Mazda3 window motor failing

mazda
mazda3

#1

My wife complained that her 2005 Mazda3 driver’s window is not working properly. It will go down about 3" before stopping and making a horrible noise. I am able to physically push the window up and down while engaging the window button, but I’m guessing a motor or something has failed.

I took the door off and took two videos. The first video is with the window all the way down and me pushing the button to move it up. It does not move and the awful noise seemed to be emanating from the silver cylindrical part (what I’m guessing is the motor) in the middle. The second video is of me physically encouraging the window to move up and down while depressing the button. You can hear more of the motor’s struggling noises in that video which I was hoping would help a diagnosis.

I’m hoping someone can help me identify the part I need to replace. If it’s just the motor, it would seem I would only need this part. Or could it be the regulator?

Thanks in advance.


#2

You’re lucky. In some of these designs the motor and regulator has to be purchased and replaced as an assembly, but based on your link it looks like yours is designed to allow replacement of the motor by itself.

If you’ve verified that the tracks are clean, and the glass can be readily raised or lowered manually with the motor removed, change the motor.


#3

Thanks! If it turns out to be the regulator, I could purchase this part. Do you know if marrying the regulator and motor is pretty straightforward? The motor-regulator combo is $150 and I’d prefer not to go that route if it’s just the motor.


#4

I’m not an expert, but the sound is definitely that of gears not engaging properly, probably due to being broken.

The gears are mostly part of the motor assembly, I believe. However, looking at your regulator photo it appears that the connection between the motor assembly and it is a gear-like piece that engages the center of the regulator.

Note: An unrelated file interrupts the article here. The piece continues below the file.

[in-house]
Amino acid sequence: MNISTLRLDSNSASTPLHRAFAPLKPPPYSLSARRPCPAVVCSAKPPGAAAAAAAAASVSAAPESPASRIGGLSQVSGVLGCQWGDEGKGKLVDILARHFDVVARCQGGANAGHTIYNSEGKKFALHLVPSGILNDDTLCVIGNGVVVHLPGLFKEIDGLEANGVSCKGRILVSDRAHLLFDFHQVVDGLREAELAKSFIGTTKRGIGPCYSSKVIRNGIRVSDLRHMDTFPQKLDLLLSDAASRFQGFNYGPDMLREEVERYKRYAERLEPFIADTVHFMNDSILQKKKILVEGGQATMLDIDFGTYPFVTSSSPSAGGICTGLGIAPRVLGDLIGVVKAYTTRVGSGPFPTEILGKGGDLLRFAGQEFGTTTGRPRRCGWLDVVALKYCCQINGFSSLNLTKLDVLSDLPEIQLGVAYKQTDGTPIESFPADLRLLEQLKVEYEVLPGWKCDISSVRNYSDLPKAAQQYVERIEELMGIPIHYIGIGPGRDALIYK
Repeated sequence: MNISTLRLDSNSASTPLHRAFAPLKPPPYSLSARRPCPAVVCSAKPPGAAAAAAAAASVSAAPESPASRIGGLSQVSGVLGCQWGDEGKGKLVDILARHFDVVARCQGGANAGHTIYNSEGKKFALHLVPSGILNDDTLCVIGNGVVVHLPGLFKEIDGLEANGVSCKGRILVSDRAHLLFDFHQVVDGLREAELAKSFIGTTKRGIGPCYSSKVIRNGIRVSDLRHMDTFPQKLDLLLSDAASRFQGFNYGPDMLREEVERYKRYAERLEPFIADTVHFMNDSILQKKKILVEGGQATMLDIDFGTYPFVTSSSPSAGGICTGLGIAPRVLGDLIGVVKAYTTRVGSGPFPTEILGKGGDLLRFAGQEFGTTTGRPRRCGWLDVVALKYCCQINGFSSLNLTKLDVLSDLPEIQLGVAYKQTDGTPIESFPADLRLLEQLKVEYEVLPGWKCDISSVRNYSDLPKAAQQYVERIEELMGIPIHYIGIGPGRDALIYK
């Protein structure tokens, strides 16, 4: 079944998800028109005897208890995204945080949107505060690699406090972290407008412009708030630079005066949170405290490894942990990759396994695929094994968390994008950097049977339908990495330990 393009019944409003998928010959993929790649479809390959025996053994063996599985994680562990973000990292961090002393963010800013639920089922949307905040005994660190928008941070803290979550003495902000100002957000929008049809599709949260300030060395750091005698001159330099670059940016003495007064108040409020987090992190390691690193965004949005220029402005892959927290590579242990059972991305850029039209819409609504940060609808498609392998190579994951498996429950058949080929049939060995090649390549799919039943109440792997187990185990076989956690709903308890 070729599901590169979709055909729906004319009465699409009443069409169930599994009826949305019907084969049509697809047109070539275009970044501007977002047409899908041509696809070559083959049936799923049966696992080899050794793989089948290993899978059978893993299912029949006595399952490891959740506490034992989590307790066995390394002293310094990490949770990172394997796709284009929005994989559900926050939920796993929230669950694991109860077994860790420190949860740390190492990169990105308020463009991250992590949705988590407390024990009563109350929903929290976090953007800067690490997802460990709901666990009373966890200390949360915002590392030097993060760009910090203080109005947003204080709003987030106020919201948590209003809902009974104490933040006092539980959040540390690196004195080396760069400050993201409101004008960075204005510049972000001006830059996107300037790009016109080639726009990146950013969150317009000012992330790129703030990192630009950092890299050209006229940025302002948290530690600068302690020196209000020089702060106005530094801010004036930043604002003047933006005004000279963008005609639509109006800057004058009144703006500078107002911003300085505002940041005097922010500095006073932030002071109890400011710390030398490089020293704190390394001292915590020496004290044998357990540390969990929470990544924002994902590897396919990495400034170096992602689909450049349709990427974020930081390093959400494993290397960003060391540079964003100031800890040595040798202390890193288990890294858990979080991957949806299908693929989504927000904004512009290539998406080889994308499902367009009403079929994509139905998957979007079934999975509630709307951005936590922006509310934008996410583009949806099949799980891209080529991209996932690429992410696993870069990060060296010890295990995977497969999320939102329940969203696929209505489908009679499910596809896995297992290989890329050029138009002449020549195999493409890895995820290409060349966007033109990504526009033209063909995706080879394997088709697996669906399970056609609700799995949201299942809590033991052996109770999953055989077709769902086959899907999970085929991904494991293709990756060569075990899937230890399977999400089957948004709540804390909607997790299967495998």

But when you disassemble it, you should be able to see that that part of the assembly is broken or not.

Me, since the window is all apart, I’d just replace both parts.


#5

I just went back into the car door. When the window goes up and down, I can’t see any moving parts. This has me believe that the motor is accessible by removing the panel (which is what I did), but the regulator lies behind the black steel “cover” that is bolted on. I’ll replace whatever part is most likely to blame, but it looks like getting to the regulator is a much more involved job. Since they sell the parts separately (and it’s actually $30 cheaper, at least from 1A-Auto), I’m inclined to see if it’s a bad motor first and then buy the regulator separately if need be.


#6

RockAuto shows the motor/regulator as an assembly.

https://www.rockauto.com/en/moreinfo.php?pk=2784562&cc=1433045&jsn=347

Which is good. Because you only want to do this job once.

Tester


#7

Just curious why you say you’d only want to do this job once. Replacing the entire assembly of I only need to replace the motor is significantly more money and effort.


#8

Because I never liked working inside a door with the sharp metal edges.

That’s why I replace everything and get it over with.

Tester


#9

Ii always wear leather work gloves when working in spaces enclosed by metal edges.
But it truly is a matter of preference. :relaxed:


#10

Dang tough to replace a regulator and/or a motor with gloves. Too many little parts and wire connections and such even for mechanics gloves and my meaty fingers. I go bare handed and look like I’ve been fighting with the cat afterwards. :grinning:


#11

I agree with @Tester on replacing the regulator and motor at the same time. I also like the Dorman replacements. I tried 3 different manufacturers for my own replacements, and the top quality of Dorman was the best. It fit without fuss and worked as long as I kept the car. Note that Dorman does have quality levels. The lower quality level may not fit as well (mine didn’t), but the slightly more expensive high quality parts fit without fuss.